Hope you still get this. We are a new prints and graphics studios and have been designing cards for publishers. Although our background is in childrenswear, we thought we could take our graphics into different markets and the greetings cards one has been very successful so far for us. What I would say about the greeting cards industry is do your research, and then do some more. Speak to the GCA, subscribe to Greetings Today & Progressive Greetings, go to Trade shows such as Spring/Autumn Fair, Pure and the Home and Gift show in Harrogate. See what the other publishers are up to and get knowledge from them. For example do you know enough about printing? Colour Matching? Barcodes? Copyright protection? Selling Agents? Distribution? Storage space? etc. There are a hell of a lot of small publishers about and someone might already have a similar product/style. We did our research ( and still are!) and decided it was much easier just to supply the artwork than actually publish and most people we spoke to said that it was an extremely difficult time to enter the market.

In terms of costs the trade price tends to be from 90p to 1 depending on quality. Remember your costs per card include:

Printing about 15p
Any fancy decoration such as funny eyes etc - 3p
Barcodes - 1 - 2p
Envelopes - 1 - 2p
Celophane wrapping - 3p
Storage - prob about 4 - 5p per card
Delivery - 5p
Raw materials - 20p
Agent fees - 20% of trade prices
Any royalties on artwork - 5% of trade prices

As you can see out of 90p, you are looking at a bare minimum of 70p for costs - this doesn't even include start up costs such as website, advertising, pr etc. So you can see why publishers need to sell at least 500,000 + per year just to make a living let alone be profitable.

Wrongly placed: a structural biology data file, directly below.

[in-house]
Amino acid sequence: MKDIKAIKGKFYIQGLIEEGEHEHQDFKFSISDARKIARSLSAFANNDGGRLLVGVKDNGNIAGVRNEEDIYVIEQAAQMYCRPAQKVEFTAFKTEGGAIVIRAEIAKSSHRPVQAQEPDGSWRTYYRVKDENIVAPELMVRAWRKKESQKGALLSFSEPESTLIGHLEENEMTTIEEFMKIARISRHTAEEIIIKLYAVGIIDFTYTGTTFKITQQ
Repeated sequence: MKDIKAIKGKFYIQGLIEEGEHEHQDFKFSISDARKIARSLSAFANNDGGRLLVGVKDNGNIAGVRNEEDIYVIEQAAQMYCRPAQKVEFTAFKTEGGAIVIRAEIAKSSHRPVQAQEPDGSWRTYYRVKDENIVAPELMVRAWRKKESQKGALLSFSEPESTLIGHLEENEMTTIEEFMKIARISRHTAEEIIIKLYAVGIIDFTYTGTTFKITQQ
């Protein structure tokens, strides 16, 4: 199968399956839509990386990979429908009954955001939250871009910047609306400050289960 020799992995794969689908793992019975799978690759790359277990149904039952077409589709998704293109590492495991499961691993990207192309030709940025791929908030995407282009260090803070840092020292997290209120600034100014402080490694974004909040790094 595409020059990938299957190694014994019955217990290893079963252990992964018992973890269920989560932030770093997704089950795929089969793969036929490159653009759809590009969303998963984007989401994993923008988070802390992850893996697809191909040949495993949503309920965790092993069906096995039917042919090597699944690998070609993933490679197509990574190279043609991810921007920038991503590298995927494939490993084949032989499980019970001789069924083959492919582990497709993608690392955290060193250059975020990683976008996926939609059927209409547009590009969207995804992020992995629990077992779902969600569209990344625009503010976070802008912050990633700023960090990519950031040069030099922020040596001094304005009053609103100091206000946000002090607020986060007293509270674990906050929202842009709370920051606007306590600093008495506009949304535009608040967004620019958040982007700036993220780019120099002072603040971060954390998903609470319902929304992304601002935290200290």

In terms of going straight to retailers, you need proven commeciallity with your product, esp in this economic market. Retailers will pick cards at certain times of year for certain events. e.g: we were designing valentines cards for a publisher to submit to retailers in August. Agents know these times and will direct you but agents will only want to work with you if you make them money. Trust me they don't care about cards just the money cards make them. Most of the big publishers have got the major retailers tied up so you will have to start building up your comercial track record through smaller shops etc. Again its tough but do-able. One of our publishers had been doing it for 10 years and says this year is the first year she has felt she is finally it is really taking off - not because of a bad product, it is just taken that long to build up the reputation and success.